For this week’s Amazing Africa, we feature a special set of photos of rural Liberian moms doing everyday activities from ONE blogger and photographer Joe Mason.
I like these photos because they showcase the resilient spirit of these hardworking mothers. But looking through, I can’t help but think that their lives could be so much easier if they had access to resources like clean water, reliable electricity and safe roads, just as many mothers do in the West.
As you scroll through this photo set, try to think about the similarities and differences between life for these Liberian moms and moms in the West. I bet you can find a lot!
This baby isn’t stopping her mom from getting all her household work done!
A mother’s work is a balancing act – and in this case, sometimes literally.
With her morning chores done, this young mom pauses to catch her breath before starting on lunch preparations.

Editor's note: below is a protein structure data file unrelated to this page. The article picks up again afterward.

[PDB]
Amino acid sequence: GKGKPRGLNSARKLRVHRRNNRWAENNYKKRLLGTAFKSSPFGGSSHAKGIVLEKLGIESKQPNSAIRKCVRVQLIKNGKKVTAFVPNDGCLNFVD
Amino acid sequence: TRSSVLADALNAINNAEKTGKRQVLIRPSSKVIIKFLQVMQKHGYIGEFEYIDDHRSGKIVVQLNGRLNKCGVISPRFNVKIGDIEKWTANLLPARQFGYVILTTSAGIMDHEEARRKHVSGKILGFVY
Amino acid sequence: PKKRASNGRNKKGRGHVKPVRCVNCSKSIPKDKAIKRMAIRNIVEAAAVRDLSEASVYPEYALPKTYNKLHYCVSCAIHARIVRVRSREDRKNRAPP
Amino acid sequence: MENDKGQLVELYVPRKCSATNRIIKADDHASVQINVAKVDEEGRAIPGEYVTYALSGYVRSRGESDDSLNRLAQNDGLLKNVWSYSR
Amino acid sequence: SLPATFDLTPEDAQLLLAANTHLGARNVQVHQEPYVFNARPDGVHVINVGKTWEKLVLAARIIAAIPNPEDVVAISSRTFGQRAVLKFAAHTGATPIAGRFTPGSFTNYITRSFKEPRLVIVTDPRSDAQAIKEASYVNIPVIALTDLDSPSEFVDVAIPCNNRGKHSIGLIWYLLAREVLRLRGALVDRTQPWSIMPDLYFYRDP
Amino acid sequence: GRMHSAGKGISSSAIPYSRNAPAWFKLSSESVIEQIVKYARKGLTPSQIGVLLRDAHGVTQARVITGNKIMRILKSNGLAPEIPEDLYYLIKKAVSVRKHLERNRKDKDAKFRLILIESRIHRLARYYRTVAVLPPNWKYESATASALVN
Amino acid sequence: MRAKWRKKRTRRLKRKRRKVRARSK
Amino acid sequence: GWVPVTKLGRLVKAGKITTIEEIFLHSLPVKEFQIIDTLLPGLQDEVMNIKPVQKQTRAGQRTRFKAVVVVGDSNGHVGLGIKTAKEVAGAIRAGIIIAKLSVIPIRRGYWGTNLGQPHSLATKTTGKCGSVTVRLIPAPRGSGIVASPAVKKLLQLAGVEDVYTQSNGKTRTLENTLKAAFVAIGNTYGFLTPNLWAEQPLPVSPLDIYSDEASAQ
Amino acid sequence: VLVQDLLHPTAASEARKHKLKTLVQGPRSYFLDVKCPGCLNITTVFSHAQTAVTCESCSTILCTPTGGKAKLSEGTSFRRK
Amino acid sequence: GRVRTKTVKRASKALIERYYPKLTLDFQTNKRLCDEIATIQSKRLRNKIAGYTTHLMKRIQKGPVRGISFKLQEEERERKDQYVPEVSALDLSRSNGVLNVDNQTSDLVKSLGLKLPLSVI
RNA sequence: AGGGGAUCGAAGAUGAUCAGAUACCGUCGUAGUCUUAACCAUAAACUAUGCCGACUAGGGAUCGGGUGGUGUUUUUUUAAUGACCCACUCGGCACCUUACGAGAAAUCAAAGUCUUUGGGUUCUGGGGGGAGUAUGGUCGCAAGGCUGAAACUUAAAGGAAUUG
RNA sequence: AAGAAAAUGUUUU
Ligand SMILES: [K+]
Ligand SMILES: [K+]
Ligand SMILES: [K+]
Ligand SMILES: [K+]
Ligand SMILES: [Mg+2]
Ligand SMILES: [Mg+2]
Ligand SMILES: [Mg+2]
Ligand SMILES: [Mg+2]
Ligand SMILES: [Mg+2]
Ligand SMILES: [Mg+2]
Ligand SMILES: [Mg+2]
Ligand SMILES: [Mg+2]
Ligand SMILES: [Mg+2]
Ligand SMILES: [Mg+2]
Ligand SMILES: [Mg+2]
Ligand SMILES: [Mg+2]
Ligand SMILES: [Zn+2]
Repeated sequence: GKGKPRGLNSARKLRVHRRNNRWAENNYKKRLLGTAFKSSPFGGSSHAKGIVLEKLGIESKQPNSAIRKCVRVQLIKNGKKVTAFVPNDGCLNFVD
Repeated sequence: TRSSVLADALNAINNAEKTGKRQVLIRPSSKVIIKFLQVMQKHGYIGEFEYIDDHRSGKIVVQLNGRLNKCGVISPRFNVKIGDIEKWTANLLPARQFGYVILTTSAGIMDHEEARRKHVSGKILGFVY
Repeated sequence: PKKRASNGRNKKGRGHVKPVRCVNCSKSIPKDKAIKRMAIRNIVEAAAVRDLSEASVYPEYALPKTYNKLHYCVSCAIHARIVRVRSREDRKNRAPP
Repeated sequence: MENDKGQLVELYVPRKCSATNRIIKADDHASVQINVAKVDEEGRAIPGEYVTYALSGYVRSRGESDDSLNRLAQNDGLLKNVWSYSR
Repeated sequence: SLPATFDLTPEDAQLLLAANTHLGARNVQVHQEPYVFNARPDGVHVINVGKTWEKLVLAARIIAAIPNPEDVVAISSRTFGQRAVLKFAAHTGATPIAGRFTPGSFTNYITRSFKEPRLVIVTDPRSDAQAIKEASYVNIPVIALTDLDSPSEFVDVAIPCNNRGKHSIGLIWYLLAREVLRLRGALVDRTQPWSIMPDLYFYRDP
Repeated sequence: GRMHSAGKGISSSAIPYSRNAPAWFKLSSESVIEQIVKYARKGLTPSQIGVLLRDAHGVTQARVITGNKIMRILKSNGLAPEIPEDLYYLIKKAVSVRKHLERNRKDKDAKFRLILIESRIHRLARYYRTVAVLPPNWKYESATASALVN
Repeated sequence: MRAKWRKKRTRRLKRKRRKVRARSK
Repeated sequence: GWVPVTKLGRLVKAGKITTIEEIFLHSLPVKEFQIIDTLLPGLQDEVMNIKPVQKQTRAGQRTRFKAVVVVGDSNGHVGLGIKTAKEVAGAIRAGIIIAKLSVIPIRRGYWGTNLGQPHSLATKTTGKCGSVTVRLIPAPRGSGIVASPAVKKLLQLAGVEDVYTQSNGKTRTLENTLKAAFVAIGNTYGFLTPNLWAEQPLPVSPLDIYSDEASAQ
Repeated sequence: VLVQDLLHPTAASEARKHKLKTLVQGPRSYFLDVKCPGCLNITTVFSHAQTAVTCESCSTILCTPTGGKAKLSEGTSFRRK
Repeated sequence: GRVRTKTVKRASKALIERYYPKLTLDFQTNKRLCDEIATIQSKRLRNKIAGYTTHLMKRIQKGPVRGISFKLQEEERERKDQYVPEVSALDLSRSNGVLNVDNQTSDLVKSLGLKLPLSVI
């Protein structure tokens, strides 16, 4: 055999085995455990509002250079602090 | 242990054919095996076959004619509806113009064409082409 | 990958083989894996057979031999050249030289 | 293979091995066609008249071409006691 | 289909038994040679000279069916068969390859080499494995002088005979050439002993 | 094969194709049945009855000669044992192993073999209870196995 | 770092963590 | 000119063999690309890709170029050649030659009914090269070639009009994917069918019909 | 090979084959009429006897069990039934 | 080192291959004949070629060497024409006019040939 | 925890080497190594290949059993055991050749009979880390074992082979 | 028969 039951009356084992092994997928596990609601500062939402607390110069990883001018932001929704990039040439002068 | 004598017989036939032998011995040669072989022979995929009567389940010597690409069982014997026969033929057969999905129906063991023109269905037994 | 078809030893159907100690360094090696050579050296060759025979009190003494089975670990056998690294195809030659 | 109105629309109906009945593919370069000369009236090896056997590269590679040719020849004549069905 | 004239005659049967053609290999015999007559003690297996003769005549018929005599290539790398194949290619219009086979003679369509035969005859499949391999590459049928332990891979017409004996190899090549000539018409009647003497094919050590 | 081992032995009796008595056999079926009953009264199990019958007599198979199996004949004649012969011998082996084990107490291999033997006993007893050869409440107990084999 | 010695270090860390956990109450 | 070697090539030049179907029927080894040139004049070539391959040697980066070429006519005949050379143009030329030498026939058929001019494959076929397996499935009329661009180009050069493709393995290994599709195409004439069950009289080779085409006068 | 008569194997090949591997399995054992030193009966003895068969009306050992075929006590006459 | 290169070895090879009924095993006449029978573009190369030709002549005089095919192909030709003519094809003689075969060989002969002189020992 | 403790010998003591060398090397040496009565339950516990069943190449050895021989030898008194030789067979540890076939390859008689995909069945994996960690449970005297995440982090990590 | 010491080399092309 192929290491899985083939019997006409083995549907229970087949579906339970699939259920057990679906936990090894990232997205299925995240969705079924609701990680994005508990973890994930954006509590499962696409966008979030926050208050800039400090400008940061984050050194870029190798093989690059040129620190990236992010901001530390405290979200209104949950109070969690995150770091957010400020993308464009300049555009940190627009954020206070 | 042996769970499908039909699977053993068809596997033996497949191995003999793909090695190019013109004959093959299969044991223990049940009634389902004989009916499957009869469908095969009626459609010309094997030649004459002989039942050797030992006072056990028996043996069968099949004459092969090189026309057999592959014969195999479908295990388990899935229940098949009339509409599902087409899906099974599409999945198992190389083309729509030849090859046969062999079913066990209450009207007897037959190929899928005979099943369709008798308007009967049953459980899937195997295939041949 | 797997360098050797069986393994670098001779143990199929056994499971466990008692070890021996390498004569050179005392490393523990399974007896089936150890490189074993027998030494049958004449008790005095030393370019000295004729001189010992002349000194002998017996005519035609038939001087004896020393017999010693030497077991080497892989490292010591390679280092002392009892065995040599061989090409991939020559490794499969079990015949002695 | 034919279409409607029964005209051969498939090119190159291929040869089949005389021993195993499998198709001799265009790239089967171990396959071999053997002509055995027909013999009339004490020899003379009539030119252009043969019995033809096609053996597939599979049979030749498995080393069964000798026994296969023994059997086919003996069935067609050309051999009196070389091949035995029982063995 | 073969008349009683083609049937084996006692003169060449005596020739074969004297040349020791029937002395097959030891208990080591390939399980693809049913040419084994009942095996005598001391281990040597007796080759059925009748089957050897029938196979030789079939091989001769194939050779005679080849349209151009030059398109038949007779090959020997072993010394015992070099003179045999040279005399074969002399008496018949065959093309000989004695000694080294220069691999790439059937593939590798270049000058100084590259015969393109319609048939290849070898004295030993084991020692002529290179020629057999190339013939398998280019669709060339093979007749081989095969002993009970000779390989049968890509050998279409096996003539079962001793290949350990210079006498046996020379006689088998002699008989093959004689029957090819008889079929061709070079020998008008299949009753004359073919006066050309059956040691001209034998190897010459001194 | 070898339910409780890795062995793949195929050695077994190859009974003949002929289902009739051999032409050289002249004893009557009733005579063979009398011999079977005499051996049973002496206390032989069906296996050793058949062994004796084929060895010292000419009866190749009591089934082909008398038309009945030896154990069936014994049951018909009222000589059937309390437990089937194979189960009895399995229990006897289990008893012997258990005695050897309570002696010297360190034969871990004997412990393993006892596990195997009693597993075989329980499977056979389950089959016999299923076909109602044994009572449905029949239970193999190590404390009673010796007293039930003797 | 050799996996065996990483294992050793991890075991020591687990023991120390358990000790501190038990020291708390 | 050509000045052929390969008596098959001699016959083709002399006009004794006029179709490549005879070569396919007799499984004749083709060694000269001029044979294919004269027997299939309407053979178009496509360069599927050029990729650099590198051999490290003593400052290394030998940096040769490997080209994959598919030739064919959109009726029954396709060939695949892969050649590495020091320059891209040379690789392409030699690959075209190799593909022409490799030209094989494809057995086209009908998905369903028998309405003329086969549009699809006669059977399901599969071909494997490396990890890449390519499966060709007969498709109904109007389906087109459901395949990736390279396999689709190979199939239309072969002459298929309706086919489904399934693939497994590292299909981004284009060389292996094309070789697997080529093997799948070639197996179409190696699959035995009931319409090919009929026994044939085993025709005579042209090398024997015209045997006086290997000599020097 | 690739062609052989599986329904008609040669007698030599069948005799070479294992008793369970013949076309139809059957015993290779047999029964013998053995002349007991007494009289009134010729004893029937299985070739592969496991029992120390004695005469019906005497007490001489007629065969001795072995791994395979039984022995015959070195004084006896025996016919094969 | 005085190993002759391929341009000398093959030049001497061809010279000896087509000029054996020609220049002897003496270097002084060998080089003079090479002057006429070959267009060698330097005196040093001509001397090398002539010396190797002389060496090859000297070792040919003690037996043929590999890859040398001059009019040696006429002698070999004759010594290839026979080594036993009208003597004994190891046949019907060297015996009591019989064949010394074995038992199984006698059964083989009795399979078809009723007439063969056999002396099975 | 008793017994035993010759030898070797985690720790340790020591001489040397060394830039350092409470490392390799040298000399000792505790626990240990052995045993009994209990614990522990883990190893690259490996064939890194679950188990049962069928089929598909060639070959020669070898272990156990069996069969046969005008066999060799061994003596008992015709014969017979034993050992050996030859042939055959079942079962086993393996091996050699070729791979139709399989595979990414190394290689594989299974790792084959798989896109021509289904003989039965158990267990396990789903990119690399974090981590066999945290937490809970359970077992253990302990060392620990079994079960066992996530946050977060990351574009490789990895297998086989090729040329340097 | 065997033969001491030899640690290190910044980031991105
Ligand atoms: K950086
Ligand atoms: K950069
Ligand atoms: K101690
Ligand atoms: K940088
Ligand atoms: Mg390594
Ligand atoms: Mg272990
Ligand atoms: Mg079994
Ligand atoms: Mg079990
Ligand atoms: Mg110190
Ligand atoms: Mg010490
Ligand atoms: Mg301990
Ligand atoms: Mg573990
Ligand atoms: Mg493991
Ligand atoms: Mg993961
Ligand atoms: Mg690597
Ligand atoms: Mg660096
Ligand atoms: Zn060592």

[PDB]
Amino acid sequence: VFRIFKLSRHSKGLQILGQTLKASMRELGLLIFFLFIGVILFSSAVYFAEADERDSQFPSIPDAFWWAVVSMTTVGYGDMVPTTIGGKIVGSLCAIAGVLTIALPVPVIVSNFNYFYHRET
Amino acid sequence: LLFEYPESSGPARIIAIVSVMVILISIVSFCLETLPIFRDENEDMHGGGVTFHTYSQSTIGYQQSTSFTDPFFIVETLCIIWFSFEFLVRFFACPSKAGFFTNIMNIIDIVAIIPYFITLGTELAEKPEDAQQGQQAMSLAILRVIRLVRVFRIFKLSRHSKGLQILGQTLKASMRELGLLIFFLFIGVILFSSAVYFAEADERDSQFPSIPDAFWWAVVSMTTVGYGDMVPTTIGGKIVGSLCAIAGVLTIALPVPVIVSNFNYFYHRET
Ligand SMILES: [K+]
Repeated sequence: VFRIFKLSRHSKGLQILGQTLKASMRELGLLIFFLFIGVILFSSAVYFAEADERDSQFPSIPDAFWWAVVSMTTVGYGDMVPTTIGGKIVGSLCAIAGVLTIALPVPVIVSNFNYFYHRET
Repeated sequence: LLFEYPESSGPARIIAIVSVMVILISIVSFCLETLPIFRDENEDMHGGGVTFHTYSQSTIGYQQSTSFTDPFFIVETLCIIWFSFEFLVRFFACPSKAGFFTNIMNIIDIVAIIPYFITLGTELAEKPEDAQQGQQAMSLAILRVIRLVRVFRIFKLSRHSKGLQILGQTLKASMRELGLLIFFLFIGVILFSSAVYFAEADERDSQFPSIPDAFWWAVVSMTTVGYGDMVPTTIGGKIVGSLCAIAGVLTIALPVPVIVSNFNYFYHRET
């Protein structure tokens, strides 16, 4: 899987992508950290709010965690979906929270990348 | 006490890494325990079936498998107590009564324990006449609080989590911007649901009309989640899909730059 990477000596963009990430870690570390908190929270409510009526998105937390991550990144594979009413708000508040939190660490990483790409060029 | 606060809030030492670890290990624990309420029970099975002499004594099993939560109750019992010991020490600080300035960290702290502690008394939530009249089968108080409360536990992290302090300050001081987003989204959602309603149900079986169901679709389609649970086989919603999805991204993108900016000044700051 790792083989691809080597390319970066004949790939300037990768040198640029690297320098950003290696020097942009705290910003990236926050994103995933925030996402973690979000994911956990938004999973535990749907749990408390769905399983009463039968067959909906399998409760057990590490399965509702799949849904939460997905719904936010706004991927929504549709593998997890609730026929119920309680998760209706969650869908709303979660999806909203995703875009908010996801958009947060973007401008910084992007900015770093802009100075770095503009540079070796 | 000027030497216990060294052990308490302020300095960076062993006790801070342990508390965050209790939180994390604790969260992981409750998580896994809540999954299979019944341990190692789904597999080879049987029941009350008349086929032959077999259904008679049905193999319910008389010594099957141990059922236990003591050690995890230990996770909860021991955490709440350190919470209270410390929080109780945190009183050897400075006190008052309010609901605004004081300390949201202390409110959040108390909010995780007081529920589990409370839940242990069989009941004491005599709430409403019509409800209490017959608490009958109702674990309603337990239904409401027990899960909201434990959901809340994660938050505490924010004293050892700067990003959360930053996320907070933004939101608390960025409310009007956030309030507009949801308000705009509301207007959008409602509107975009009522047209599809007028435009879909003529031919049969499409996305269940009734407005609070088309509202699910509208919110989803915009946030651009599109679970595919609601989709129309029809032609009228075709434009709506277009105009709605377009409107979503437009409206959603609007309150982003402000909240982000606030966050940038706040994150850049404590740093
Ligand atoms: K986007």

Carrying babies on your back is a normal way for moms to walk with their babies in Liberia.
A mom sets her baby down for a nap under a mosquito net.
Pleebo, Liberia on a Saturday afternoon in April. A mother and child walk down the main pathway of the village.
Make life easier for Liberian moms. Sign our petition asking President Obama to bring reliable electricity to 50 million Africans for the first time.
A family outside of their home in rural Liberia. Someone found a great climbing tree.
This mom routinely carries lumber atop her head to burn for cooking, warmth, and light. In the absence of electricity, Liberians depend heavily on campfires for daily living.
Drying the family’s laundry is a task all moms can relate to.
The dishes are never done! With lumber for burning in the background, this mom cleans up after breakfast. Cooking is done over an open fire in the absence of electricity.
With her children, this mother carries food to sell in the village.
Just because she’s cooking doesn’t mean she can’t bust a move.
Make life easier for moms in Liberia. Join Liberian President Ellen Johnson Sirleaf’s call to bring reliable electricity to Africa. Sign our energy poverty petition now.